Quiet and furry: HALO’s test chamber is lined with acoustic tiles and “teddy bear fur,” a soft, sound-absorbing material.

  • Even with the wind blowing, the room is so quiet that technicians working inside must don harnesses to prevent them from stepping into a gale they can neither see nor hear.
  • A software system translates the wind noises into visuals, similar to the way a weather radar displays a moving storm.

Complex but simpleTechnologically and visually dazzling, the HALO wind tunnel can seem like a futuristic fever dream: color-coded maps of the whistling wind, a two-story fan more finely tuned than a jet engine and a scale capable of sensing a breeze.

  • In fact, from its inception, the goal of creating the HALO wind tunnel was simple: make cutting-edge aerodynamic and acoustic research as easy, intuitive and cost-effective as possible. And Honda’s done it.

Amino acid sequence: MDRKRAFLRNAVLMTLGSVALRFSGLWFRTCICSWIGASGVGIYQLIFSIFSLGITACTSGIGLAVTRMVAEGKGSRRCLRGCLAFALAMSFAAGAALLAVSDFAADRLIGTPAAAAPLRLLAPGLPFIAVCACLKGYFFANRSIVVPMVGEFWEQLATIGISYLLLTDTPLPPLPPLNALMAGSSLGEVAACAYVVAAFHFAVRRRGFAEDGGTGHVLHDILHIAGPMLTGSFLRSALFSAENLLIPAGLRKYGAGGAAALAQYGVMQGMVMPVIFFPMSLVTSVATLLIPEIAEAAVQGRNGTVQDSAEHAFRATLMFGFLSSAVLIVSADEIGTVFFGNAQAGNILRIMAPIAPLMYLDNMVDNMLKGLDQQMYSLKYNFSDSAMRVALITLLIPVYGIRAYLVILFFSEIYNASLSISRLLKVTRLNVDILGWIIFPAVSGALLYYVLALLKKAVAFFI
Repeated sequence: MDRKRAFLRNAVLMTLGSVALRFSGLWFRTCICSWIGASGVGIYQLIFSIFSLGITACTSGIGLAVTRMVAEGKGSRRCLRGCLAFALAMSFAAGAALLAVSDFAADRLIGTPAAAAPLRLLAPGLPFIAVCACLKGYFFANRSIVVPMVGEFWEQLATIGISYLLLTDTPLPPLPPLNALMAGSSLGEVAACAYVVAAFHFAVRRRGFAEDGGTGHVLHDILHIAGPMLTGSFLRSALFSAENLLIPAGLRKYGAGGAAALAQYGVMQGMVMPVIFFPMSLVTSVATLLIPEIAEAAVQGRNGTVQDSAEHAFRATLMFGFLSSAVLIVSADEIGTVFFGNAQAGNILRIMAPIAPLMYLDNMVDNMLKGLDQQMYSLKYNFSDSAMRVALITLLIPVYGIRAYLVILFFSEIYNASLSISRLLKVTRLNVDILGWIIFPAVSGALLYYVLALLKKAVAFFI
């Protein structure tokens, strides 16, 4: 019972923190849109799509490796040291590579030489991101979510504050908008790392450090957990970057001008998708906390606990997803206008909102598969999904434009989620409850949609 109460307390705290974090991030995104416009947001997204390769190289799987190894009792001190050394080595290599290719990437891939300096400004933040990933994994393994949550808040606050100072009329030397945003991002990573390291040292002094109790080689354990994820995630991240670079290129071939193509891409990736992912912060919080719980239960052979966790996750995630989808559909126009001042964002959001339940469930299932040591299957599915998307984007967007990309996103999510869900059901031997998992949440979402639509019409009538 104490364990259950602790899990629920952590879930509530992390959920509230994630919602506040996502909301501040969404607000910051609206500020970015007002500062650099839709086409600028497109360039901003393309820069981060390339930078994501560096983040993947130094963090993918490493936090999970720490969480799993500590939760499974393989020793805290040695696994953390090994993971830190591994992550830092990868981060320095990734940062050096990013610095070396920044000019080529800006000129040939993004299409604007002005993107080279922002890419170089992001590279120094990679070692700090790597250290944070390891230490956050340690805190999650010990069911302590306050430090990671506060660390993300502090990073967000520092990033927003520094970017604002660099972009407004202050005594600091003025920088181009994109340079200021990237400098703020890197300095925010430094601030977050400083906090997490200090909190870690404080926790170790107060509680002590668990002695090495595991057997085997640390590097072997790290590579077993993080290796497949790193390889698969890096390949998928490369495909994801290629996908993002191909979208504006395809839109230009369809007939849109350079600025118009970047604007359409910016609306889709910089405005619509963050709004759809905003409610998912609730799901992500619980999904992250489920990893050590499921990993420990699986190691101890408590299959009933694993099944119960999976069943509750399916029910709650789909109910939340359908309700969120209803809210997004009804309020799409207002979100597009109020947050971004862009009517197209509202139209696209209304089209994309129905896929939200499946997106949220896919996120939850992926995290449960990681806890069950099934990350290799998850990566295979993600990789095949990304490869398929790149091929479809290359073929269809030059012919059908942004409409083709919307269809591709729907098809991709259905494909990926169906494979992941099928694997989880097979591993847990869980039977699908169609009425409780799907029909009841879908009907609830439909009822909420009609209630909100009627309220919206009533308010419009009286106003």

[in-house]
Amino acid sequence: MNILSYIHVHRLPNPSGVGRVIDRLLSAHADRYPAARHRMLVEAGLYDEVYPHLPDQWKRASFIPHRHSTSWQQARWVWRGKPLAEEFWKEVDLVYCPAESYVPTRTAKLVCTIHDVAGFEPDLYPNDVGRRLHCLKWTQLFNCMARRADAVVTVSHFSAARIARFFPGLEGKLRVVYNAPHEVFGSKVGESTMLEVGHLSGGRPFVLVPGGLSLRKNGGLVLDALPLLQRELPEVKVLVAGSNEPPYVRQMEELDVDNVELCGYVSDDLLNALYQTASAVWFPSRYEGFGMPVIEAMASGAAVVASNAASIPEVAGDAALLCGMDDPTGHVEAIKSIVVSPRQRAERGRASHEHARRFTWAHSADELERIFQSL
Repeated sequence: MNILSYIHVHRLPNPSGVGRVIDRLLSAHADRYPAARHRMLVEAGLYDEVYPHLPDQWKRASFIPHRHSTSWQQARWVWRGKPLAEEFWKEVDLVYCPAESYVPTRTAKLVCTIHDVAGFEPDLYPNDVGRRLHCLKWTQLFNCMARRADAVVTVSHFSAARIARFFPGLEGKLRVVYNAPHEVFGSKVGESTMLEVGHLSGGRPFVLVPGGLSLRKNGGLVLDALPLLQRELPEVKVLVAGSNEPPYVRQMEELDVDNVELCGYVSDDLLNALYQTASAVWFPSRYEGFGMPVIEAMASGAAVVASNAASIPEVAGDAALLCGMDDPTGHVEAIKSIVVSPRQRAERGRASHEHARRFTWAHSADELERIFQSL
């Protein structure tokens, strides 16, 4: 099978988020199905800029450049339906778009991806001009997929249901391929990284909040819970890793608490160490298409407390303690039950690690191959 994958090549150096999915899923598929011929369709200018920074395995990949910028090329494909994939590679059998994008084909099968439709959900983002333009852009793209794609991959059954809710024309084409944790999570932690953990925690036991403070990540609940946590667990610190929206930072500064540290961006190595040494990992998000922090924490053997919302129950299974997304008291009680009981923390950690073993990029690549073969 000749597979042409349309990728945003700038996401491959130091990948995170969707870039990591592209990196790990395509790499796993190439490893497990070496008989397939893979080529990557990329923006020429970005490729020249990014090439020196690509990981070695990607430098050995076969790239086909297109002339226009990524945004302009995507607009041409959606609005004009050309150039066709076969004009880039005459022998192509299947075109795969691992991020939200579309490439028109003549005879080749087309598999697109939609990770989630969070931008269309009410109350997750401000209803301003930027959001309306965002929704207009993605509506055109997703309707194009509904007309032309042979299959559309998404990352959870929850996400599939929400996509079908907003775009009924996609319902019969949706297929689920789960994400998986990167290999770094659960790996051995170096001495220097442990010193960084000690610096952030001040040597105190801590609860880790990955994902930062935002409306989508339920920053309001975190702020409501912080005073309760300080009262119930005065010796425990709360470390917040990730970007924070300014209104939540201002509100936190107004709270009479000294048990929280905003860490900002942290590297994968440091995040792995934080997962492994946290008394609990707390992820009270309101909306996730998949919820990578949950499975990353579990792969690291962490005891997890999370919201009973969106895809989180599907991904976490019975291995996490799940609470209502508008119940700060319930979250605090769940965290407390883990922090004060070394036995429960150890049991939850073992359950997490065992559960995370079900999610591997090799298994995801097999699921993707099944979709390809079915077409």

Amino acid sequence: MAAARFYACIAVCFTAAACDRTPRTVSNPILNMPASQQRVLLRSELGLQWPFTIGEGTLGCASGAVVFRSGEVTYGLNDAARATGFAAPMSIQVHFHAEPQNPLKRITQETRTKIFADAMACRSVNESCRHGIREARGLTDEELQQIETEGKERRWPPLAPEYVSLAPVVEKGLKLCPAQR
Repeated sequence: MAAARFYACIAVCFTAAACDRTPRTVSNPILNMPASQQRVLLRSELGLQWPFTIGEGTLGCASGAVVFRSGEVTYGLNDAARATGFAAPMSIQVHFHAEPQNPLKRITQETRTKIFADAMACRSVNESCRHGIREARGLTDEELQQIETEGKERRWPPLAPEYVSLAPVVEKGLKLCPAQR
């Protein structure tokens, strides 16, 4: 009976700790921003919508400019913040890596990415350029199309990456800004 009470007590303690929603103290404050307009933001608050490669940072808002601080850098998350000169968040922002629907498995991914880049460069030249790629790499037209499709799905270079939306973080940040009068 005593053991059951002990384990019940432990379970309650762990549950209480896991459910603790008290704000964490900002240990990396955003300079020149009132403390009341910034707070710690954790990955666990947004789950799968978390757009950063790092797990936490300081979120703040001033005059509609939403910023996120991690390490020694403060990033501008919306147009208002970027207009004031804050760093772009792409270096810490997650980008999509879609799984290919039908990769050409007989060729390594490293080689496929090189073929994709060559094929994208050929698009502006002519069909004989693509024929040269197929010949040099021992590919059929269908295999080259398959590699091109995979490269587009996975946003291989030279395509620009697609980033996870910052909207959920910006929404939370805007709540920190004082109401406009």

The last word: “This is the latest and the greatest,” Unger said. “This place is unmatched.”

Business Operations

Honda Winds Up a One-of-a-Kind Wind Tunnel

If the Honda Automotive Labs of Ohio facility is a marvel of technology and design, it is also a $124 million testament to the role of cutting-edge engineering in automobile manufacturing.

  • “When I started 30 years ago, few really cared about aerodynamics,” said Honda Development & Manufacturing of America Full-Scale Wind Tunnel Lead Mike Unger with a wink. “Now everybody wants to talk to me.”

New interest: Though wind tunnel testing dates back many years, the increasing emphasis in recent years on greater fuel efficiency has brought a new wave of interest in the field.

  • Honda owns three full-sized wind tunnels near its global headquarters, as well as several smaller test facilities around the world for examining scale models.